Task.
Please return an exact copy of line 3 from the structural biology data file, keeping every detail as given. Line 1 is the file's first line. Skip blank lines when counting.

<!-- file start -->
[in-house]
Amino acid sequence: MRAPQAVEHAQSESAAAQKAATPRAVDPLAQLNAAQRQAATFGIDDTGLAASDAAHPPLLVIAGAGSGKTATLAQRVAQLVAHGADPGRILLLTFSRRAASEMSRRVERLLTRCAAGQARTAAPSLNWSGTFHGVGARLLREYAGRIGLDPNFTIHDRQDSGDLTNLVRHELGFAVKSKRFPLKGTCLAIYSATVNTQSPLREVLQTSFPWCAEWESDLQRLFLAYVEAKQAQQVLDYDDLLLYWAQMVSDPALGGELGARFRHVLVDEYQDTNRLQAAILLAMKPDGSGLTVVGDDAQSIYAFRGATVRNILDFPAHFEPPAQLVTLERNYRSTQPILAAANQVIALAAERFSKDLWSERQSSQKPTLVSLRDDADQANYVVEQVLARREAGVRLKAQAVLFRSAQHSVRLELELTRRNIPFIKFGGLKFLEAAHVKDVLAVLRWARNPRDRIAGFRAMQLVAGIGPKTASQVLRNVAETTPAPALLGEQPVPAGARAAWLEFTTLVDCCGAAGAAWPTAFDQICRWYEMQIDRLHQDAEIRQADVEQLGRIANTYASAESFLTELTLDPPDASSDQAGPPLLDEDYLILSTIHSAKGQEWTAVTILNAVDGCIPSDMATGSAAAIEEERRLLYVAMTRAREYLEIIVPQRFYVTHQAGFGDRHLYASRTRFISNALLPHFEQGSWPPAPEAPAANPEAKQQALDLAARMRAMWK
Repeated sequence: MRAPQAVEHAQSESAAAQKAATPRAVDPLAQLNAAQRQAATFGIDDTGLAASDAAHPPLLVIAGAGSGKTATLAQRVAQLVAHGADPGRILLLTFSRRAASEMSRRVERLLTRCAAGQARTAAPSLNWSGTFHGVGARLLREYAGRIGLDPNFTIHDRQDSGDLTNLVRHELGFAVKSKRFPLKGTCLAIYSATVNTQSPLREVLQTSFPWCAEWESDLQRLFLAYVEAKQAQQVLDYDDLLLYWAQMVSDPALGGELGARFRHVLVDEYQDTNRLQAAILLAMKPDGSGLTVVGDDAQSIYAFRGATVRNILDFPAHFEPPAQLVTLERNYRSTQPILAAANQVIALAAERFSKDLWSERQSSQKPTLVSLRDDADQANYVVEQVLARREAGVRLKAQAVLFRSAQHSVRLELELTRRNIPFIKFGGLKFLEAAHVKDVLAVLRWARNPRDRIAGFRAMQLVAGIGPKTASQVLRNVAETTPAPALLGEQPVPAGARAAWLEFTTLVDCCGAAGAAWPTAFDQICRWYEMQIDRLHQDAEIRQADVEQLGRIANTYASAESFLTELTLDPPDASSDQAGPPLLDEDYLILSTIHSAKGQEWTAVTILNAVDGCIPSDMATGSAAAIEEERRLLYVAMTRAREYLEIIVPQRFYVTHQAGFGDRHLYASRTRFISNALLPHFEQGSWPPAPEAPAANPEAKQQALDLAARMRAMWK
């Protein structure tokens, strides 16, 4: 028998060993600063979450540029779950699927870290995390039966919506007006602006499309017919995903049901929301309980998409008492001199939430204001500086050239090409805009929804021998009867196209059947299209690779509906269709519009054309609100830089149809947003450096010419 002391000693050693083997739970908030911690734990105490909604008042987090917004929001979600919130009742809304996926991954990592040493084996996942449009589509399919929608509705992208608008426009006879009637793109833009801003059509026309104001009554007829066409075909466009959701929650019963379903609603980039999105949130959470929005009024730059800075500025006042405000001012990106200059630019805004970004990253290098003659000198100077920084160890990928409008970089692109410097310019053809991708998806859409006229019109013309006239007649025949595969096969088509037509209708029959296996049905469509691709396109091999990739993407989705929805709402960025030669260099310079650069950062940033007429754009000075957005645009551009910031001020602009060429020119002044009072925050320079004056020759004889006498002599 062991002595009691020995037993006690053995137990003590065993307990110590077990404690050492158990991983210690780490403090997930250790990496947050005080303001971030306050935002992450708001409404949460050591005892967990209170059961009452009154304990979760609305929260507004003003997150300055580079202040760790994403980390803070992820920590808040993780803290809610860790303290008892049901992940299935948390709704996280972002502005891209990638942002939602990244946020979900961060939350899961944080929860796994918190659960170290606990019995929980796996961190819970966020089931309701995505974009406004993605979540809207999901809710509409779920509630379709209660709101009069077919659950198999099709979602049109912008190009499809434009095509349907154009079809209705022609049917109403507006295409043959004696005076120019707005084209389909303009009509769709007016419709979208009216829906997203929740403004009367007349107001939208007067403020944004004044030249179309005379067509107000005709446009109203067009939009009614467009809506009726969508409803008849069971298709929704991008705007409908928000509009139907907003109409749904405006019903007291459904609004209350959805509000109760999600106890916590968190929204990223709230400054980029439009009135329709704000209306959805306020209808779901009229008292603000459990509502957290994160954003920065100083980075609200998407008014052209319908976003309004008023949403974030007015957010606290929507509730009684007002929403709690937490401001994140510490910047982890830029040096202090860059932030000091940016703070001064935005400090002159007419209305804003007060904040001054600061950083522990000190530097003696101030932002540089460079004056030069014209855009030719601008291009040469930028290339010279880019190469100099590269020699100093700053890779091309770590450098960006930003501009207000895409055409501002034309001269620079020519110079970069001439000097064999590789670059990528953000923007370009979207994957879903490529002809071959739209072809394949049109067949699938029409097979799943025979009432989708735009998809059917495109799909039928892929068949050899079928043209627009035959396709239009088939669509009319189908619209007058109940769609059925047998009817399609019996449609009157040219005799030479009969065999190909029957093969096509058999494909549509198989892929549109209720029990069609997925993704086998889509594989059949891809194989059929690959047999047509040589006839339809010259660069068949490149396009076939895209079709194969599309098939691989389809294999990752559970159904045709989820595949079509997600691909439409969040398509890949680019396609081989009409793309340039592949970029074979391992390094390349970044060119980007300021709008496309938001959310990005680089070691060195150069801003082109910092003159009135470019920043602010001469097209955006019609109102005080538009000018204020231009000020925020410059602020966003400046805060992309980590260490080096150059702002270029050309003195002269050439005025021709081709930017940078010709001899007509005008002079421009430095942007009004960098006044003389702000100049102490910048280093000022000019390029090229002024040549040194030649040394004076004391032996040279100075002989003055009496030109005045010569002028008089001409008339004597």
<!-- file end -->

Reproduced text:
Repeated sequence: MRAPQAVEHAQSESAAAQKAATPRAVDPLAQLNAAQRQAATFGIDDTGLAASDAAHPPLLVIAGAGSGKTATLAQRVAQLVAHGADPGRILLLTFSRRAASEMSRRVERLLTRCAAGQARTAAPSLNWSGTFHGVGARLLREYAGRIGLDPNFTIHDRQDSGDLTNLVRHELGFAVKSKRFPLKGTCLAIYSATVNTQSPLREVLQTSFPWCAEWESDLQRLFLAYVEAKQAQQVLDYDDLLLYWAQMVSDPALGGELGARFRHVLVDEYQDTNRLQAAILLAMKPDGSGLTVVGDDAQSIYAFRGATVRNILDFPAHFEPPAQLVTLERNYRSTQPILAAANQVIALAAERFSKDLWSERQSSQKPTLVSLRDDADQANYVVEQVLARREAGVRLKAQAVLFRSAQHSVRLELELTRRNIPFIKFGGLKFLEAAHVKDVLAVLRWARNPRDRIAGFRAMQLVAGIGPKTASQVLRNVAETTPAPALLGEQPVPAGARAAWLEFTTLVDCCGAAGAAWPTAFDQICRWYEMQIDRLHQDAEIRQADVEQLGRIANTYASAESFLTELTLDPPDASSDQAGPPLLDEDYLILSTIHSAKGQEWTAVTILNAVDGCIPSDMATGSAAAIEEERRLLYVAMTRAREYLEIIVPQRFYVTHQAGFGDRHLYASRTRFISNALLPHFEQGSWPPAPEAPAANPEAKQQALDLAARMRAMWK